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The Zayed Centre for Research celebrates first anniversary

17 November 2020

With a vision to develop new treatments and cures for seriously ill children, the Zayed Centre for Research into Rare Disease in Children, is celebrating its first year of work and achievements.

The Zayed Centre for Research celebrates first anniversary

Run jointly by UCL and Great Ormond Street Hospital (GOSH) the purpose-built Zayed Centre for Research (ZCR) brings together pioneering research and clinical care under one roof – a world first for paediatric medicine.

Opened in late October 2019, the ZCR sits next to UCL Great Ormond Street Institute of Child Health in London and GOSH and cares for both UK and international patients.

Its state of-the-art facilities enable hundreds of researchers and clinicians to work side-by-side, so that patients benefit from the latest developments in the laboratory, accelerating the progress of new diagnoses, treatments and cures for rare and complex diseases.

In the last year, the ZCR has seen over 13,300 children attend appointments in its Falcon Outpatients suite, where they have received expert care for rare and complex conditions.

ZCR and COVID-19

While thousands of patients have walked through its doors, with the onset of the coronavirus pandemic, some research activity changed as ZCR’s scientists and the specialist facilities were mobilised to COVID-19 research activity.  

Researchers have tested patient and staff samples to quickly detect infection and enable staff and patients to be treated. In addition the UCL/UCLH/GOSH funded Pathogen Genomics Unit together with UCL Genomics, based at the ZCR, has “sequenced” over 1,300 Covid-19 genomes. This helps scientists to learn about gradual changes in the virus over time and can reveal how it is spreading through different parts of the population.

In October it was announced that the first human challenge trial for a Covid-19 vaccine would take place. The PGU has played a pivotal role, providing sequenced data that has been used to select the viruses that will be used in the trials.  ZCR facilities have been singled out for their quality and scale and will manufacture the virus needed for the trial and the PGU will work with others from UCL and Imperial College London to investigate host viral interactions early in the challenge infection and the impact of drugs and vaccines.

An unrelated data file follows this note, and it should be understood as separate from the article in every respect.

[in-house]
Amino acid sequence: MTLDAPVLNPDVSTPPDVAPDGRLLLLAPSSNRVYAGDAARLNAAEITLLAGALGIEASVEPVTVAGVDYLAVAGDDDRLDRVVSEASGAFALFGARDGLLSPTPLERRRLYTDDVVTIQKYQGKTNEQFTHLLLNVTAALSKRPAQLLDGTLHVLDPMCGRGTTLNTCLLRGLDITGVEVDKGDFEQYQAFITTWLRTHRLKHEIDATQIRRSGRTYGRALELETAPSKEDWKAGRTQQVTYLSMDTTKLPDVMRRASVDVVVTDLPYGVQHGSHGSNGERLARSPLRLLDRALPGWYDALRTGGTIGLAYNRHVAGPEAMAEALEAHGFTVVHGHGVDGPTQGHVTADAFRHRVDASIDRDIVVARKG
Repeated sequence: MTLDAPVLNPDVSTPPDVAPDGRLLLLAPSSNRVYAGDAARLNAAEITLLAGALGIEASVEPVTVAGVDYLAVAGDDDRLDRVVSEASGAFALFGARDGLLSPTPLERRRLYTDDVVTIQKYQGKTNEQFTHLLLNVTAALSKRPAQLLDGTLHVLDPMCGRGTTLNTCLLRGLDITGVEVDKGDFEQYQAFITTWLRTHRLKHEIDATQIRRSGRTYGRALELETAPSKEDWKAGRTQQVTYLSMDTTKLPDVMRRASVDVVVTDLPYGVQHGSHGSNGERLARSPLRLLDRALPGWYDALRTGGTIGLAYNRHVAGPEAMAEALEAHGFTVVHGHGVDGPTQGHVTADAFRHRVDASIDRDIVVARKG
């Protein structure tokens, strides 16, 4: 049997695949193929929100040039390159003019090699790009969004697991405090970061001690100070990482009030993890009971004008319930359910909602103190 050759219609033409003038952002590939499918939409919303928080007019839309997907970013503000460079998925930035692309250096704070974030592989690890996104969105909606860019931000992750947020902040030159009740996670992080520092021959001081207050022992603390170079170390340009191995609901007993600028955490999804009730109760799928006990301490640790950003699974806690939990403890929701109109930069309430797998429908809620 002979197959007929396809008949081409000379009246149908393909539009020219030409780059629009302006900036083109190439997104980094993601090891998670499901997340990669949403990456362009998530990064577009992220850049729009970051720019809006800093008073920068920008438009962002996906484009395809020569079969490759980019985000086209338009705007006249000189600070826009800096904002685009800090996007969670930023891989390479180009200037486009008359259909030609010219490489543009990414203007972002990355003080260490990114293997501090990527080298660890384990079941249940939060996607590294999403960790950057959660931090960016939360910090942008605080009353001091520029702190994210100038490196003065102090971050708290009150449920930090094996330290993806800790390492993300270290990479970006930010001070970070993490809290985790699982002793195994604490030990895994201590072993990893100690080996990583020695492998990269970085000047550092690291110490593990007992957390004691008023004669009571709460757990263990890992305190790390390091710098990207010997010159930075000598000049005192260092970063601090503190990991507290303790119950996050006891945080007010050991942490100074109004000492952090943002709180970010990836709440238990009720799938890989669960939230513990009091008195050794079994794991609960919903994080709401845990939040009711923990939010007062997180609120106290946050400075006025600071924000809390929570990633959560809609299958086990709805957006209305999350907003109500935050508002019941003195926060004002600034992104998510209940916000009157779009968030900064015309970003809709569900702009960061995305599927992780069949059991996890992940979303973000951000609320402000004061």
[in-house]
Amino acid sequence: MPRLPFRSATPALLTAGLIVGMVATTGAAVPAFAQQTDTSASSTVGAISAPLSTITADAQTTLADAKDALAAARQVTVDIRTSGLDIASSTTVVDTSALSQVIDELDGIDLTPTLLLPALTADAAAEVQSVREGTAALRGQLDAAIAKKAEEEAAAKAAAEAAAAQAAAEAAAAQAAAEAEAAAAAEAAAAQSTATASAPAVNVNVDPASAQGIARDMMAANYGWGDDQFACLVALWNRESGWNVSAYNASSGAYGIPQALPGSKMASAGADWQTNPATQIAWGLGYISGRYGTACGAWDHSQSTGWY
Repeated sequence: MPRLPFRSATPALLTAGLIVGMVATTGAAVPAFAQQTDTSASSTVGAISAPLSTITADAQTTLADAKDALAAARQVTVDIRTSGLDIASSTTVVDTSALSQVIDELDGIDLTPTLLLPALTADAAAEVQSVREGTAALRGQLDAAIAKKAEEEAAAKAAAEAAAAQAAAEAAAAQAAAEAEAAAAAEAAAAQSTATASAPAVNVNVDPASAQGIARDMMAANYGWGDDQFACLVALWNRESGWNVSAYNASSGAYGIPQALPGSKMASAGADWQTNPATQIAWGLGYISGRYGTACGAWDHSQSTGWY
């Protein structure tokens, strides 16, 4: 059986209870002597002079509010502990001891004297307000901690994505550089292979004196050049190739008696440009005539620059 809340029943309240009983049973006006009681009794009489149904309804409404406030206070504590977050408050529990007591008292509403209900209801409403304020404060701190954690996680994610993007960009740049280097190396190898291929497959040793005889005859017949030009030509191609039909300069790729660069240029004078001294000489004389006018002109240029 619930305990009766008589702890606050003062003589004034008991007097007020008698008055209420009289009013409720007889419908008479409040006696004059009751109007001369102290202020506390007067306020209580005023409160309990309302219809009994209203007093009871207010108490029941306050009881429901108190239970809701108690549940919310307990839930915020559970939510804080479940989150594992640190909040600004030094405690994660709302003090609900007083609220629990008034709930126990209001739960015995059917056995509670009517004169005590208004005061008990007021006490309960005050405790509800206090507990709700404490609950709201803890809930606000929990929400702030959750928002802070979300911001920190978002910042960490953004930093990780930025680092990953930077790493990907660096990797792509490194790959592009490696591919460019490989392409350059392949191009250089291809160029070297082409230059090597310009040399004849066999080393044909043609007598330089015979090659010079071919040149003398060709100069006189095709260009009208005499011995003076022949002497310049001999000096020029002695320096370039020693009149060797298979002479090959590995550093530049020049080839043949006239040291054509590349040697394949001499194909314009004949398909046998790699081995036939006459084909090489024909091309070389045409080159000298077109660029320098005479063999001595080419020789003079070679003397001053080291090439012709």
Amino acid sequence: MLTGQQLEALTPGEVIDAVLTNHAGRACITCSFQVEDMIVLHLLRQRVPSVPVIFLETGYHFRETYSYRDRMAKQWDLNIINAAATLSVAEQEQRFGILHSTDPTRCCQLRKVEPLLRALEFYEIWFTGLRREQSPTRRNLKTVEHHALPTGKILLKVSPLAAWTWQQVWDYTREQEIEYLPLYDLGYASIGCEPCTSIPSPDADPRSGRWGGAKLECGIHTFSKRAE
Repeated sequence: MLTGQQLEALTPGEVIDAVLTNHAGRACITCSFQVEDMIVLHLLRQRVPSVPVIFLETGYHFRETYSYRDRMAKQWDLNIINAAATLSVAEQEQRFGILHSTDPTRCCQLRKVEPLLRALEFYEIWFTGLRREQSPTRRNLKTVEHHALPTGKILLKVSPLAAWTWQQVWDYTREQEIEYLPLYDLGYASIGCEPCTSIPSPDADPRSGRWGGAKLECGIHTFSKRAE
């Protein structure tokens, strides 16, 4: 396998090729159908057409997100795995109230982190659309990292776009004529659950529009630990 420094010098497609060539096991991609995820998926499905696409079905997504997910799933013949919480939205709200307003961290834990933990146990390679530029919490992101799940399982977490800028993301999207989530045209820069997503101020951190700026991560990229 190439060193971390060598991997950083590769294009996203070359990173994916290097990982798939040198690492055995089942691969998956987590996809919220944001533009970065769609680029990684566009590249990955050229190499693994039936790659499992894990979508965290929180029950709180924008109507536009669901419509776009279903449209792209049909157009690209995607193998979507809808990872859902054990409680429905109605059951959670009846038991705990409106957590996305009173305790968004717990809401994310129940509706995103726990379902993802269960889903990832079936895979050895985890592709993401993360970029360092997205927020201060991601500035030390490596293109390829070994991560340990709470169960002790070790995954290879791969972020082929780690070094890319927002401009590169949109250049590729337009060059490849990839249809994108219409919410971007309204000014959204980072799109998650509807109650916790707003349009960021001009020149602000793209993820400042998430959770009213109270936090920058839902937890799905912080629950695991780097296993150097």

Professor Judith Breuer (UCL Pathogen Genomics Unit, UCL GOS ICH and GOSH), who has played a key part in pivoting research efforts, said: “We have been contributing to the COG-UK effort to sequence Covid-19 genomes which is being used to understand the spread of the virus in the country.

“We’re also using sequencing to understand the impact of drugs in a personalised medicine approach.  This research follows directly from work that is already underway in the Zayed Centre for Research to understand more about how new and repurposed drugs can be used to treat serious viral infections in children.”

The Zayed Centre for Research was made possible thanks to a transformative £60 million gift from Her Highness Sheikha Fatima bint Mubarak, wife of the late Sheikh Zayed bin Sultan Al Nahyan, founding father of the United Arab Emirates, in 2014. We are also grateful to Research England, The Wolfson Foundation, John Connolly & Odile Griffith and the Mead Family Foundation whose generous support contributed to the creation of the Zayed Centre for Research. The centre is a partnership between UCL, GOSH and Great Ormond Street Hospital Children’s Charity.

Mat Shaw, Chief Executive of Great Ormond Street Hospital said: “Collaboration is absolutely critical for the work we do for seriously ill children and never more so than at a time when we are facing the challenges that Covid-19 has presented. It’s amazing for both GOSH and UCL to have this facility to work together in, and it’s thanks to the incredible dedication and collaboration of scientists, researchers and clinicians from across our organisations that we have achieved so much in such a short space of time.”

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  • The Zayed Centre for Research into Rare Disease in Children, Credit Stanton Williams, Photography: Hufton + Crow